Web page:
Maybe, I got into the characters, and became absorbed by them. I will admit that one of my big issues with fantasies that feature a ship voyage is that usually the ship doesn’t launch until page 499 of 500. I really did mean to avoid this. I singularly failed.

…or about withholding big moments or “action” scenes until near the very end?

It wasn’t my intention. But as you say, a lot does happen in this book. There’s an animated iron statue on page 10! Necromancy right after! A thousand elephants! Maybe it just feels like a prologue because the main threat doesn’t kick off. Maybe the main threat is a huge red herring. Maybe I’m making that last bit up to cover myself.

Can you give us a sense of how far into the story entire we are at this point — how many books do you envision this turning into?

It was planned as three. Book two has a lot happening in it, half of which was supposed to be in book one, so if I can I would ideally like the cycle to be four of five. But that’s a commercial as much as a creative consideration — will people stick with it for five? Who knows. I reckon if I really let myself go, it could be seven, or more. But let’s say three. Three is what it is supposed to be.

Finally, I’d like to close with two general questions. The first is one I always end my interviews with. Can you recall for us one or two of those magical moments of response to a particular scene in a book or two — those sort of “shiver moments” that make one fall in love with the magic of reading all over again or that we carry with us for years afterward.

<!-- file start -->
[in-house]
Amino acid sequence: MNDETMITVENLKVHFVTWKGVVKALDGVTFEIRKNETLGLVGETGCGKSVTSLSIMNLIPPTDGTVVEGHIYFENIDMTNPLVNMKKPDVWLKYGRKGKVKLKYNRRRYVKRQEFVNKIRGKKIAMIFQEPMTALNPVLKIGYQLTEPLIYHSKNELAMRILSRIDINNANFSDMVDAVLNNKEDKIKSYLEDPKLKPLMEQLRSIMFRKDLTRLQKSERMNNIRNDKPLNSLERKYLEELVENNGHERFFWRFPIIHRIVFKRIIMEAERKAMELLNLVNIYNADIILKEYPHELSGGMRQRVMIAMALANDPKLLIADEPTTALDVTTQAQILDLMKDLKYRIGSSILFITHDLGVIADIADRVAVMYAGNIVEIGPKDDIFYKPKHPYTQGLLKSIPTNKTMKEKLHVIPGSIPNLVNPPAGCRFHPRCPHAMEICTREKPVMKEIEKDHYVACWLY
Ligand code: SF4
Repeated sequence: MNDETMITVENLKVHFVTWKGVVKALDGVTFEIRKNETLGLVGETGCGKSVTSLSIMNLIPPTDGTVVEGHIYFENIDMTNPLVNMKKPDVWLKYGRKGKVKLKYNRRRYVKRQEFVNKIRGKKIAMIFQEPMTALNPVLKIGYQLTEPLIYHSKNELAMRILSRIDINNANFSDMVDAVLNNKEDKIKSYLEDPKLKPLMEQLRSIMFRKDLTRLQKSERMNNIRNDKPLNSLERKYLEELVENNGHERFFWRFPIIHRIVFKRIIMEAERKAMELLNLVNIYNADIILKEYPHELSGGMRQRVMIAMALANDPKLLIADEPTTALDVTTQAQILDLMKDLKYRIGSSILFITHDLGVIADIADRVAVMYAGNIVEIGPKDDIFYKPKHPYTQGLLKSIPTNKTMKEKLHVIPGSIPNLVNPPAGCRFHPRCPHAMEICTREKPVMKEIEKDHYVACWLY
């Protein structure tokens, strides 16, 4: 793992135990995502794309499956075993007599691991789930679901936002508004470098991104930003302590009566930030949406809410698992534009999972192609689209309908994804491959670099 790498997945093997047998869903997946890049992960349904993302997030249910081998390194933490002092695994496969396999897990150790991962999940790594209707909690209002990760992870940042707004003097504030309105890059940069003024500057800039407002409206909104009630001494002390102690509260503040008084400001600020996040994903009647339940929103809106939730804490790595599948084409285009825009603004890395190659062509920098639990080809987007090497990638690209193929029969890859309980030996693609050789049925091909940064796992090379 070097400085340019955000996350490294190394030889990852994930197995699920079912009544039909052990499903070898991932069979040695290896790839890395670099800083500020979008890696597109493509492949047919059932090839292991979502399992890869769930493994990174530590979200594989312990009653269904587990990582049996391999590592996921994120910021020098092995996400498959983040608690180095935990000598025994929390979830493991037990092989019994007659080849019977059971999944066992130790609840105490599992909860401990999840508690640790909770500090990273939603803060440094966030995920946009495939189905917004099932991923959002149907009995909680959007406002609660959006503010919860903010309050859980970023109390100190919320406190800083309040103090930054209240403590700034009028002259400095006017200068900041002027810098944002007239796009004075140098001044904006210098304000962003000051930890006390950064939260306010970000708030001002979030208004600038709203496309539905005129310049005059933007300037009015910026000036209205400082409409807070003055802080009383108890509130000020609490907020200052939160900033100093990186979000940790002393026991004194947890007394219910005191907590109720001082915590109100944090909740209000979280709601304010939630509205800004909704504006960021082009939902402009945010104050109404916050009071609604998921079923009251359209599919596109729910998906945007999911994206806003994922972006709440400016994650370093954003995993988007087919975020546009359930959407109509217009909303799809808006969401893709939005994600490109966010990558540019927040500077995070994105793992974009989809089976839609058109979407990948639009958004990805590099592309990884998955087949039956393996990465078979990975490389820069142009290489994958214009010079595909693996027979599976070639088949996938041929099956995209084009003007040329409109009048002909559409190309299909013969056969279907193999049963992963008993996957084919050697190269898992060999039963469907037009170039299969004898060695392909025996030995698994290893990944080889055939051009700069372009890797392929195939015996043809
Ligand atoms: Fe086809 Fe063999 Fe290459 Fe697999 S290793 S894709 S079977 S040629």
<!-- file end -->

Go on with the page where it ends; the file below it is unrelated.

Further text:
Tough, tough, tough. There are a lot of moments like that in THE LORD OF THE RINGS. I recently experienced it (well, about seven years ago) reading part of The Dragons of Babel by Michael Swanwick, when it was published as a short story, where a boy kills a metal dragon fighter jet with elf shot. That blew me away. Robert Silverberg gets me, so does Le Guin, and Ray Bradbury fills me up with melancholy and wrings it out all over the floor.

And secondly is something we just started asking our authors for: a cocktail or food recipe, either related to something you’ve written (say, something the Countess might drink or eat), or related to your writing process (“I always find I work better after one or two…”), or just a favorite.

Ha! The countess would drink anything, and drink you under the table drinking it! I don’t drink cocktails, too sweet. Modern life’s crammed with sugar. I prefer whisky and good British ales, which I sometimes drink while writing. But only rarely, and only when I’m writing at night, else I’d be pissed (in the British sense of the word) the whole time.

Thank you for spending time with me. Readers, comment below for a chance to win a copy of The Iron Ship. I hope you enjoy it as much as I did.


  • Bill Capossere

    BILL CAPOSSERE, who's been with us since June 2007, lives in Rochester NY, where he is an English adjunct by day and a writer by night. His essays and stories have appeared in Colorado Review, Rosebud, Alaska Quarterly, and other literary journals, along with a few anthologies, and been recognized in the "Notable Essays" section of Best American Essays. His children's work has appeared in several magazines, while his plays have been given stage readings at GEVA Theatre and Bristol Valley Playhouse. When he's not writing, reading, reviewing, or teaching, he can usually be found with his wife and son on the frisbee golf course or the ultimate frisbee field.